President Joe Biden announced Wednesday a 90-day extension of the pause on repayments for federal student loans to May 1, even as congressional Democrats seek further action.
"Now, while our jobs recovery is one of the strongest ever — with nearly 6 million jobs added this year, the fewest Americans filing for unemployment in more than 50 years, and overall unemployment at 4.2 percent — we know that millions of student loan borrowers are still coping with the impacts of the pandemic and need some more time before resuming payments," he said in a statement.
The extension of the pandemic-driven pause comes amid a surge in COVID-19 cases from the omicron variant.
"This additional extension of the repayment pause will provide critical relief to borrowers who continue to face financial hardships as a result of the pandemic, and will allow our Administration to assess the impacts of Omicron on student borrowers. As we prepare for the return to repayment in May, we will continue to provide tools and supports to borrowers so they can enter into the repayment plan that is responsive to their financial situation, such as an income-driven repayment plan," Education Secretary Miguel Cardona said in a statement.
Biden highlighted the role of Vice President Kamala Harris in the administration's work through the Education Department on student loans. Harris, in an interview this week with CBS News, emphasized that the administration is working to "figure out how we can creatively relieve the pressure that students are feeling."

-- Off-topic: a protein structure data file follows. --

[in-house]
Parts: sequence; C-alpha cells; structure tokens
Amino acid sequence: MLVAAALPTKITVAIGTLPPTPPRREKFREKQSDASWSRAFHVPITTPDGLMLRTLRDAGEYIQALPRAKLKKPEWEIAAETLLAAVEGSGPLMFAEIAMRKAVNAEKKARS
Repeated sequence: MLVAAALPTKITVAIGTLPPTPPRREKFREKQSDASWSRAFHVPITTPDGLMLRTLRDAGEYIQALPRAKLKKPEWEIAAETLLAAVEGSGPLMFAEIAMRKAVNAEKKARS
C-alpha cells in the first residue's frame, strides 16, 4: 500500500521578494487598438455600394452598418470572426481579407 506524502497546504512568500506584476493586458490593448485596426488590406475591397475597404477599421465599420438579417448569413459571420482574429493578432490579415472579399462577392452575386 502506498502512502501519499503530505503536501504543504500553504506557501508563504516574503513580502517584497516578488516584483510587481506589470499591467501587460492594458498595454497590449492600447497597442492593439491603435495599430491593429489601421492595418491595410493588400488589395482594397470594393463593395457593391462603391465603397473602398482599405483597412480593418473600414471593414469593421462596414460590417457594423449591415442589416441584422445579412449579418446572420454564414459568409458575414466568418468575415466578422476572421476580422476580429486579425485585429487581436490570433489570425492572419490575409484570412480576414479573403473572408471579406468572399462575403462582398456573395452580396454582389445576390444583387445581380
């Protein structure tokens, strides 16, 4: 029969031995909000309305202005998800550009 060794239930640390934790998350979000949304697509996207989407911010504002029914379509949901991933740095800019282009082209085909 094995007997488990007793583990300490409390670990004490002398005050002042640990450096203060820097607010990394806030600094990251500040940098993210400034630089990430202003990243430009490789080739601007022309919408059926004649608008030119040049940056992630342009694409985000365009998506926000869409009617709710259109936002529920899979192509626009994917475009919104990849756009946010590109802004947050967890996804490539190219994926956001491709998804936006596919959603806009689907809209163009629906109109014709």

"I'll date myself, but you know, I had student loan debt. I remember that coupon book, and I had to fill out the coupon and write the check every month," Harris said. "And it's no small matter, and we need to figure out a way to relieve debt. So it's a fair issue in terms of the seriousness of the issue."
The full interview with Harris has been scheduled to air on "Face the Nation" the morning after Christmas.
Payments were to set to resume at the end of January, and in a sign the pause would not last forever, Biden's statement pushed borrowers to prepare for it to sunset. The Education Department said Wednesday that the pause saves borrowers $5 billion per month.
"As we are taking this action, I’m asking all student loan borrowers to do their part as well: take full advantage of the Department of Education’s resources to help you prepare for payments to resume; look at options to lower your payments through income-based repayment plans; explore public service loan forgiveness; and make sure you are vaccinated and boosted when eligible," the president said.
Senate Majority Leader Charles E. Schumer, D-N.Y., Sen. Elizabeth Warren, D-Mass., and Rep. Ayanna S. Pressley, D-Mass., renewed their call for the administration to cancel federal student debt through executive action.
"Extending the pause will help millions of Americans make ends meet, especially as we overcome the Omicron variant," the lawmakers said in a statement. "We continue to call on President Biden to take executive action to cancel $50,000 in student debt, which will help close the racial wealth gap for borrowers and accelerate our economic recovery."
The administration has repeatedly expressed support for canceling up to $10,000 of student loan debt, but indicated that congressional action is needed.
"If Congress sends him a bill, he's happy to sign it," White House Press Secretary Jen Psaki said last week. "They haven't sent him a bill on that yet."